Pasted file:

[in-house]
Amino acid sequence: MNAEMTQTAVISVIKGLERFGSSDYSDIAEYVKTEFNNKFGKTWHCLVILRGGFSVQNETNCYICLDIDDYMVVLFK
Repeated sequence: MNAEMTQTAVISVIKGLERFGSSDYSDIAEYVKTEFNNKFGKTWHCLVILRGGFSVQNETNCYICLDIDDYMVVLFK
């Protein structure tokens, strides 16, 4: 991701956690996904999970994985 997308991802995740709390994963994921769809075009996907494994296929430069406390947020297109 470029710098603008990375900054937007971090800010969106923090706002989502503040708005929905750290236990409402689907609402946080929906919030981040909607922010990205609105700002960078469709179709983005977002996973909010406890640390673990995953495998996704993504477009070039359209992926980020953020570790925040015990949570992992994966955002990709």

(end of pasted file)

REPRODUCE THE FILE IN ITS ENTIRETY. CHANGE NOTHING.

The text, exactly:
[in-house]
Amino acid sequence: MNAEMTQTAVISVIKGLERFGSSDYSDIAEYVKTEFNNKFGKTWHCLVILRGGFSVQNETNCYICLDIDDYMVVLFK
Repeated sequence: MNAEMTQTAVISVIKGLERFGSSDYSDIAEYVKTEFNNKFGKTWHCLVILRGGFSVQNETNCYICLDIDDYMVVLFK
């Protein structure tokens, strides 16, 4: 991701956690996904999970994985 997308991802995740709390994963994921769809075009996907494994296929430069406390947020297109 470029710098603008990375900054937007971090800010969106923090706002989502503040708005929905750290236990409402689907609402946080929906919030981040909607922010990205609105700002960078469709179709983005977002996973909010406890640390673990995953495998996704993504477009070039359209992926980020953020570790925040015990949570992992994966955002990709």